Deaf History Month: The Origins of American Sign Language
Martha’s Vineyard is a well-known vacation spot off the coast of Massachusetts, particularly for those in the “upper crust” of society, but did you know that it also played a major role in the development of American Sign Language?
From the early 18th century to 1952, those on the island, both Deaf and hearing alike, were fluent in something known simply as Martha’s Vineyard Sign Language (MVSL).
It was used by people in the community to ensure that deafness did not become a barrier to participation in public life.
In fact, the use of MVSL was so prevalent, that hearing people sometimes signed even when there were no Deaf people present: children signed behind a schoolteacher’s back, adults signed to one another during church sermons, farmers signed to their children across a wide field, and fishermen signed to each other from their boats where the spoken word would not carry.
The language was able to thrive on Martha’s Vineyard because of the unusually high percentage of Deaf islanders and because deafness was a recessive hereditary trait, which meant that almost anyone might have both Deaf and hearing siblings.
In 1854, when the island’s Deaf population peaked, the United States national average was one Deaf person in 5728, while on Martha’s Vineyard it was one in 155.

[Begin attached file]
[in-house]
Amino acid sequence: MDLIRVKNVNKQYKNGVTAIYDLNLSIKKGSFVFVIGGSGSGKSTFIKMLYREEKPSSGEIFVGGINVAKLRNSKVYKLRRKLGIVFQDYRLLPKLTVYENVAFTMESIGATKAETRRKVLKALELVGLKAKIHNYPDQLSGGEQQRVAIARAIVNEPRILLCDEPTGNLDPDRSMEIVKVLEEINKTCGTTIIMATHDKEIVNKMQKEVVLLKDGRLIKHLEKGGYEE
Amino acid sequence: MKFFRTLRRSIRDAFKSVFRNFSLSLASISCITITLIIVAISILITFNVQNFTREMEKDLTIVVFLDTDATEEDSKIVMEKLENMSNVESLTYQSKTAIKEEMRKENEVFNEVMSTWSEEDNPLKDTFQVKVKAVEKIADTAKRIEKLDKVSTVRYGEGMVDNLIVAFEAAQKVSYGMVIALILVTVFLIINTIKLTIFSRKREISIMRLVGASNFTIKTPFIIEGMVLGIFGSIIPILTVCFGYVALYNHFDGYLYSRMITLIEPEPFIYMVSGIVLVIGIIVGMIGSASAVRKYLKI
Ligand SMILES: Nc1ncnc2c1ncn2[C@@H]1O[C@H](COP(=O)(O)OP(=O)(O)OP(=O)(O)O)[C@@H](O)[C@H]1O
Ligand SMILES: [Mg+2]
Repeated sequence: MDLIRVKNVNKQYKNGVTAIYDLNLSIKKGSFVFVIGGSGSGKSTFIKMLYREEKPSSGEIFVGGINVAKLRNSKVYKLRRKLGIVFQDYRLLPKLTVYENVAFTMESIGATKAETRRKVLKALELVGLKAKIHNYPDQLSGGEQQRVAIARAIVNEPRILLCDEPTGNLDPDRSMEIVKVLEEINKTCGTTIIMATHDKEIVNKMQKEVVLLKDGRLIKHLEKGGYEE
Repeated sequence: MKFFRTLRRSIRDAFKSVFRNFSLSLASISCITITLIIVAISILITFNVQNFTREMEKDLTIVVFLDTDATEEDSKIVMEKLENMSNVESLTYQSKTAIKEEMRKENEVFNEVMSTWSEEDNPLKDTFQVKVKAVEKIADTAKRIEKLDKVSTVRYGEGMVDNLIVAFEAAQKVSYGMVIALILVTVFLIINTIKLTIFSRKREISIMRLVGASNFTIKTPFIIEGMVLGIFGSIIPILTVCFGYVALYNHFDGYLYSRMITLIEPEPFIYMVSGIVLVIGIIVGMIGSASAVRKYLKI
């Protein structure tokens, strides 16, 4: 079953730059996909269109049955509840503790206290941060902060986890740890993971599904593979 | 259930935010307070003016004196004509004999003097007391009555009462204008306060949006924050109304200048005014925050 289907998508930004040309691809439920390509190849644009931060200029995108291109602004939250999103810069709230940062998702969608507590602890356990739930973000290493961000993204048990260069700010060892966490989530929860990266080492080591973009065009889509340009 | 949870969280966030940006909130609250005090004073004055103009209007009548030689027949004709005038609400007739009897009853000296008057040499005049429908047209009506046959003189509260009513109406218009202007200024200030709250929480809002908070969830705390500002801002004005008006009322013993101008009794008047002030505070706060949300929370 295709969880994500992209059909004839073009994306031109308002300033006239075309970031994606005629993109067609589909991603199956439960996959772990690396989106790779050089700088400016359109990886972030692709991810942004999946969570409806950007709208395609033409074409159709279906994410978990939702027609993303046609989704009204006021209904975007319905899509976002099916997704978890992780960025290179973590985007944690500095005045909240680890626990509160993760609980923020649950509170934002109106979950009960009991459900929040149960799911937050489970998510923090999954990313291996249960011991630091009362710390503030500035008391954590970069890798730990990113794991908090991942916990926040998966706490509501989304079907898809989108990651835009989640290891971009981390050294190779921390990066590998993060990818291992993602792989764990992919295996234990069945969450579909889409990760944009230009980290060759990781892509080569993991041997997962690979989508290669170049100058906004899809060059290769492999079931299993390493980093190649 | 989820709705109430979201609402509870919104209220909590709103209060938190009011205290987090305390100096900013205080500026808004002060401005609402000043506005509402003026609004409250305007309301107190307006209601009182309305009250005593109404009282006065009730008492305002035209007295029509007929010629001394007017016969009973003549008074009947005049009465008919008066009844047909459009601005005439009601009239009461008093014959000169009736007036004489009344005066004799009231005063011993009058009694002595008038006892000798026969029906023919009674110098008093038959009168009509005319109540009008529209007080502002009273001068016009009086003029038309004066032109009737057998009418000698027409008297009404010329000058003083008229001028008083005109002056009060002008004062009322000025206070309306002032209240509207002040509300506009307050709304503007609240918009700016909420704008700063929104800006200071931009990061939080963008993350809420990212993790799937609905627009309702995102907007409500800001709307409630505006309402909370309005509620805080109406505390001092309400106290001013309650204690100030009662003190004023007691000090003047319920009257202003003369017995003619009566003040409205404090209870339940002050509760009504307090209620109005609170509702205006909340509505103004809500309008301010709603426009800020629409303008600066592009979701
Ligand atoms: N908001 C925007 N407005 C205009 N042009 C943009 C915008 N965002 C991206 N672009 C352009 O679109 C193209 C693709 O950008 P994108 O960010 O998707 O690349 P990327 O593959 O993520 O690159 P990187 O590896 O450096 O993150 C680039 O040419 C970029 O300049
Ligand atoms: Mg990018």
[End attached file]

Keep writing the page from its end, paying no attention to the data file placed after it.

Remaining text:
In the early 19th century, a new educational philosophy began to emerge on the mainland, and the country’s first school for the Deaf opened in 1817 in Hartford, Connecticut (now called the American School for the Deaf).
Many of the Deaf children of Martha’s Vineyard enrolled there, taking their sign language with them. The language of the teachers was heavily influenced by Laurent Clerc (A French Sign Language user), French Sign Language, and many of the other Deaf students who used their own home sign systems.
This school became known as the birthplace of the Deaf community in the U.S., and the different sign systems used there, including MVSL, merged to become American Sign Language or ASL—now one of the largest community languages in the country.
Here at DSU, we recognize the importance of Deaf culture to our society and we want to remember both how and where this culture began. We also want to be part of the natural evolution of this great community and the richness is adds to our great nation.